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All Voting is Local Action and the below-signed organizations are deeply concerned about the attached email sent by Director Maria Mathews to supervisors of elections on May 15, 2024, directing them to conduct voter registration list maintenance under Sections 98.045(2), 98.065, or 98.075(6)-(7) of Florida Statutes, using data produced by a private citizen affiliated with EagleAI. Such action would likely violate state and possibly federal law and improperly jeopardize the voting status of thousands of Floridians.

According to the email sent by Director Matthews, a concerned citizen shared a list of approximately 10,000 Florida voters who they asserted should be examined for list maintenance. The email’s sender said the list was generated with the assistance of EagleAI. EagleAI is a list-matching database that relies exclusively on publicly available information, all of which is insufficient to determine whether a voter is eligible to vote at their registration address. According to Georgia Elections Director Blake Evans, “EagleAI draws inaccurate conclusions and then presents them as if they are evidence of wrongdoing.”1

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May 3, 2024
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Hours after Florida enacted a strict six-week abortion ban, Vice President Kamala Harris spoke in Jacksonville against it — and against similar efforts across the country to restrict the procedure. 

Harris tied the bans to former President Donald Trump who she said has “bragged” about ending national abortion protections through his appointments of three conservative Supreme Court justices.

“Here’s what a second Trump term looks like: more bans, more suffering, less freedom,” Harris said during her campaign speech in Jacksonville Wednesday. “But we are not going to let that happen.”

Her speech against what she called “Trump abortion bans” came as the Southeast grapples with how to provide abortion care not just to Florida residents, but to the surrounding region that had come to rely on the state’s access.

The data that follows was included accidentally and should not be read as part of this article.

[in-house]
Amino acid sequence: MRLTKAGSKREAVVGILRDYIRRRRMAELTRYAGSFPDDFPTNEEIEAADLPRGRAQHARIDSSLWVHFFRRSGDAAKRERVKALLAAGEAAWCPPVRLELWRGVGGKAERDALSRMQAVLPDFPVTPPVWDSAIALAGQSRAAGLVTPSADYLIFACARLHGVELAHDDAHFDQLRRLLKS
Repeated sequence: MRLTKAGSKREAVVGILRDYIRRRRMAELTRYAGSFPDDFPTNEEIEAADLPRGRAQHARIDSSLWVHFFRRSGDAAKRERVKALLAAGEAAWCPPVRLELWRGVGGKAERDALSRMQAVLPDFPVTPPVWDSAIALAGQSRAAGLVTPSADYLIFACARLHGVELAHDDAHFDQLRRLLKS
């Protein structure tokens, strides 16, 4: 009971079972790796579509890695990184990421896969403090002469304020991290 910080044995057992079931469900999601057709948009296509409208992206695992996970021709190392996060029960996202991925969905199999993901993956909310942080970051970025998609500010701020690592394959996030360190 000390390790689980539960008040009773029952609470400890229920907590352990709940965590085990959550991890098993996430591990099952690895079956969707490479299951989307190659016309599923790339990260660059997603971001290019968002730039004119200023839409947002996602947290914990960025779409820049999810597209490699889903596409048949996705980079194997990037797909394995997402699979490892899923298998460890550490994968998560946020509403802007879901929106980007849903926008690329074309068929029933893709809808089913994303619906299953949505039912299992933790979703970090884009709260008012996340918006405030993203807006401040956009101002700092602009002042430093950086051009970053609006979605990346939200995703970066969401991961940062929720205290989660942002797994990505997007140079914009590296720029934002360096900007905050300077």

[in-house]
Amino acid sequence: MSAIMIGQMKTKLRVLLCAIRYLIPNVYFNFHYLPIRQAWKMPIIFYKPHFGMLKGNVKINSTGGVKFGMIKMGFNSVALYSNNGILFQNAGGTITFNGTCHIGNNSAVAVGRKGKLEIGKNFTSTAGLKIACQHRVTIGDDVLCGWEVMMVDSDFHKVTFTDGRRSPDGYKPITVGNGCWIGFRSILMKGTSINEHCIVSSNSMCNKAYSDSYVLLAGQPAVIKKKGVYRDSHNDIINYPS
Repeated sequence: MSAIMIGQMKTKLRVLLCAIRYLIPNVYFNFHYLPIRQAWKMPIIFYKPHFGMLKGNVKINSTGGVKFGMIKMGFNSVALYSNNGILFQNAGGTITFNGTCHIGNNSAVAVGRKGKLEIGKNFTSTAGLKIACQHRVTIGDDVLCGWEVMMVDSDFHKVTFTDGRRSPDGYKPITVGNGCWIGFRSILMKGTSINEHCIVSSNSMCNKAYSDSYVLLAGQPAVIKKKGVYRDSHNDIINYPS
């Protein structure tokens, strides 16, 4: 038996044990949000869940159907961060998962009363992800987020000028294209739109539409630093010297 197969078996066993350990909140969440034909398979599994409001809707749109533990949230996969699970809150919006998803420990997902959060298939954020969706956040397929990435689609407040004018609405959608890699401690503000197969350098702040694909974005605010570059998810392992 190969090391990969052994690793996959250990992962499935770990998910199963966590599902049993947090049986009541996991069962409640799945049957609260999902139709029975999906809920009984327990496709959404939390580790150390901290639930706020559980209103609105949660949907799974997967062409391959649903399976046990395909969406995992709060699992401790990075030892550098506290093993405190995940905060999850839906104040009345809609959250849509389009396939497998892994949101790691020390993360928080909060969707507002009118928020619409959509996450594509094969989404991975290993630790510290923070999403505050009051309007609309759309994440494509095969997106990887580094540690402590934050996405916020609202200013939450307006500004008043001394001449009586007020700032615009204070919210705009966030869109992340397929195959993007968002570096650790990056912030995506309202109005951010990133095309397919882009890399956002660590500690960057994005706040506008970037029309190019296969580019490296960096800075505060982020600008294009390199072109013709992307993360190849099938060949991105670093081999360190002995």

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April 30, 2024
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Vice President Kamala Harris will travel to Jacksonville, Florida, on Wednesday, to focus on abortion access — the same day the state’s six-week abortion ban goes into effect.

During her remarks, Harris plans, again, to tie the state’s ban to former President Donald Trump and blame him for the other bans currently seen in much of the country, according to excerpts obtained by ABC News.

Harris will also respond to Trump’s latest comments on abortion, from a Time magazine story, where he said he would leave it up to the states to decide whether or not they want to monitor women’s pregnancies to determine if someone gets an abortion after their state’s legal ban and then prosecute them.

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April 5, 2024
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Floridians Protecting Freedom gathered petitions to put the constitutional amendment on the ballot.

Abortion rights will be on the Florida ballot in November.

The Florida Supreme Court has approved ballot language for a proposed constitutional amendment. The measure will appear as Amendment 4 on the ballot.

Of note, the court on the same day it approved the ballot language also upheld a state law barring most abortions 15 weeks into pregnancy, and then also triggered a new state law that, beginning in 30 days, will bar most abortions six weeks into a term.